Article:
The Martinez: Nothing like its Predescessor

Look up the Martinez online, and you find all sorts of stories about it. Here are the facts:

1. The Manhattan is older than the Martini.
2. The Manhattan uses sweet vermouth and a maraschino cherry.

And that's about it. Most people postulate that the Martinez is the bridge between the Manhattan and the Martini. Most original Martinez recipes merely substitute gin for the Manhattan's whiskey: voila, the Martinez. But as people began to switch to dry vermouth, the Martinez morphed into the Martini.

Dale DeGroff's modern Martinez recipe is interesting because it uses dry vermouth but keeps the bitters (now Angostura instead of Booker's) and the maraschino liqueur (to mimic the taste of the maraschino cherry). Here is his recipe:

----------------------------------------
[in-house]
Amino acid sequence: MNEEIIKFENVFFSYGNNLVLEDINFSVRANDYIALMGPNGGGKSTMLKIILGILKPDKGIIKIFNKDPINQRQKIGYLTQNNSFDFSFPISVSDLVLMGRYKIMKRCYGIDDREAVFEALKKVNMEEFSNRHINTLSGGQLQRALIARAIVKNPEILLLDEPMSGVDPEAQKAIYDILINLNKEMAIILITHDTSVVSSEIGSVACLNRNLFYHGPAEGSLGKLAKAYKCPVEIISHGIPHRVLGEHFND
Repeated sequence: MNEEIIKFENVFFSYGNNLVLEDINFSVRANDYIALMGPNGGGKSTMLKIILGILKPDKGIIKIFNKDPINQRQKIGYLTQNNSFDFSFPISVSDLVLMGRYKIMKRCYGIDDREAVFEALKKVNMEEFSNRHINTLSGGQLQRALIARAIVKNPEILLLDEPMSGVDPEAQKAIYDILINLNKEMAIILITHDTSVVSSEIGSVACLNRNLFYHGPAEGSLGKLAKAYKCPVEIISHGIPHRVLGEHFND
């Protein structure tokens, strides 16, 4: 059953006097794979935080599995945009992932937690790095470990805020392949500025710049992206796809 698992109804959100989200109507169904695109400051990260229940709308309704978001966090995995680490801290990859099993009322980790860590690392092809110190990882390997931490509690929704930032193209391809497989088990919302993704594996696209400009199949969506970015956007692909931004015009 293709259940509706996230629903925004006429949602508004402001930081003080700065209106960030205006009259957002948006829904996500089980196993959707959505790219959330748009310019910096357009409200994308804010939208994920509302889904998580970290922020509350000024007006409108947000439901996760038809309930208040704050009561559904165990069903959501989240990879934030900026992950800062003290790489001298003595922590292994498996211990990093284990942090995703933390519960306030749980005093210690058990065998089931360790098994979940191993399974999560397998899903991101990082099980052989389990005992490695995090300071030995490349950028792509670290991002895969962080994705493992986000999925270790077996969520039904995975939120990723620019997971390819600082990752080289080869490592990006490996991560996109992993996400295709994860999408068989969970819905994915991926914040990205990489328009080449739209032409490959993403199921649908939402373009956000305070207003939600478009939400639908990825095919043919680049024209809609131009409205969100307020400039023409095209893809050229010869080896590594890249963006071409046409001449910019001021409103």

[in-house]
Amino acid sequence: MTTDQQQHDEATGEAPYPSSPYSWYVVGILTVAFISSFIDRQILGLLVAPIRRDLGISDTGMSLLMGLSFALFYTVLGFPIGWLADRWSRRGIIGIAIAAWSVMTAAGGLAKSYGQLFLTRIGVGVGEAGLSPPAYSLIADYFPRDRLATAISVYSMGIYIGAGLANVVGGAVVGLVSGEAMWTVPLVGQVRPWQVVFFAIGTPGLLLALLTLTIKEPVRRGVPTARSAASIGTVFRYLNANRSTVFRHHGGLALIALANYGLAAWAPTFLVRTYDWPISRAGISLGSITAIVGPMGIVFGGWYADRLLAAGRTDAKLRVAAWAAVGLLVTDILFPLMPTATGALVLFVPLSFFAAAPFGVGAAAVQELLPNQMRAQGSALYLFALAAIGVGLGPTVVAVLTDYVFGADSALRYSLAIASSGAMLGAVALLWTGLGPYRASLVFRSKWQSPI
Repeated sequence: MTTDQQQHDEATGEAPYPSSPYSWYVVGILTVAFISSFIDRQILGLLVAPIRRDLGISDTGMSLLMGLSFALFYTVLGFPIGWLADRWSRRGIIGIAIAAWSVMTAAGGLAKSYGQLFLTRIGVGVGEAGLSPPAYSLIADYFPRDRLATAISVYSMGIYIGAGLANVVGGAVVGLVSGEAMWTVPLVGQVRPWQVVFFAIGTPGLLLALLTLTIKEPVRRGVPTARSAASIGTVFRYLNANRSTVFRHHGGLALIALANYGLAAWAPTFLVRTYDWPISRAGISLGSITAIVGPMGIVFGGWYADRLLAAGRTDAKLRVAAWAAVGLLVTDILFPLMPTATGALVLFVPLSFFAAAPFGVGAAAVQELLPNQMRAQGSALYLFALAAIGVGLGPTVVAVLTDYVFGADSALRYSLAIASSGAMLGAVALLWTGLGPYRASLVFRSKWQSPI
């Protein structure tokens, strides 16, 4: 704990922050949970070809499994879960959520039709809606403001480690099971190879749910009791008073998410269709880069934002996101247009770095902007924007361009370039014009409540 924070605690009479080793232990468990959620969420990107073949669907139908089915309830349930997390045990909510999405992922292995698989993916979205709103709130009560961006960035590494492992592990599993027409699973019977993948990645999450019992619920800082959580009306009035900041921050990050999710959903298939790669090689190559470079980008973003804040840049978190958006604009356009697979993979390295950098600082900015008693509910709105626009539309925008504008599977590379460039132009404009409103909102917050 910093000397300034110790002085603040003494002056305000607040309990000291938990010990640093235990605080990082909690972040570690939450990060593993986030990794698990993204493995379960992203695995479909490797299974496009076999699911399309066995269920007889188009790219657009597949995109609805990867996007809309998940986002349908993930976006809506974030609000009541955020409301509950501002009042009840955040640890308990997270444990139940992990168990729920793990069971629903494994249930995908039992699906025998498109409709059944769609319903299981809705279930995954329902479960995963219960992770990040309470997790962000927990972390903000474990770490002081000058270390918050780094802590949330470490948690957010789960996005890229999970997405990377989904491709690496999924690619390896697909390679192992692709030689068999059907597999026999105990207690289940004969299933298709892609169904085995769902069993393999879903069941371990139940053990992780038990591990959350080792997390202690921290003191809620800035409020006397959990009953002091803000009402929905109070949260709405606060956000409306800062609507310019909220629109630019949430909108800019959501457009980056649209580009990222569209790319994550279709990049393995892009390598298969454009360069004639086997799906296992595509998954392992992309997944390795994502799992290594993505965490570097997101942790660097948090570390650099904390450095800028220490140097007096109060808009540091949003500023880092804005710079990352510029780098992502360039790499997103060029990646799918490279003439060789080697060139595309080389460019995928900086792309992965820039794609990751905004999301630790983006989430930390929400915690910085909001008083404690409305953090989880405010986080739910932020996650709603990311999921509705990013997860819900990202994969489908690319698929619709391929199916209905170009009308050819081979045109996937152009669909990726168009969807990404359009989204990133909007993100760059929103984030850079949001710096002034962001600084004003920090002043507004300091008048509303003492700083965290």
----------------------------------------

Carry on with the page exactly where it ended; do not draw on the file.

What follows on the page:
Just a note here: I don't keep maraschino liqueur, although I should, so I substituted 2 dashes of Peter Heering, which is a better liqueur anyway. Come on, guys, it's only 2 dashes. Sheesh.

The Martinez is good for the repertoire, but it isn't something I will be making on a regular basis. Frankly, it does keep many of the same bitters and sweet maraschino notes of the Manhattan, and those are the parts of the Manhattan that I don't really like that much. What they do, though, is they cut down on the strength of the Martini. The Martinez is unlike the modern dry Martini and nothing like the dirty Martini, yet it isn't like the Manhattan, either. It isn't crazy strong like the Martini, nor weirdly sweet like the Manhattan.

My plan is to keep the recipe on hand when I'm making Martinis in case there is something in the drinking party that doesn't exactly like Martinis. For me, though, the dirty is still the best.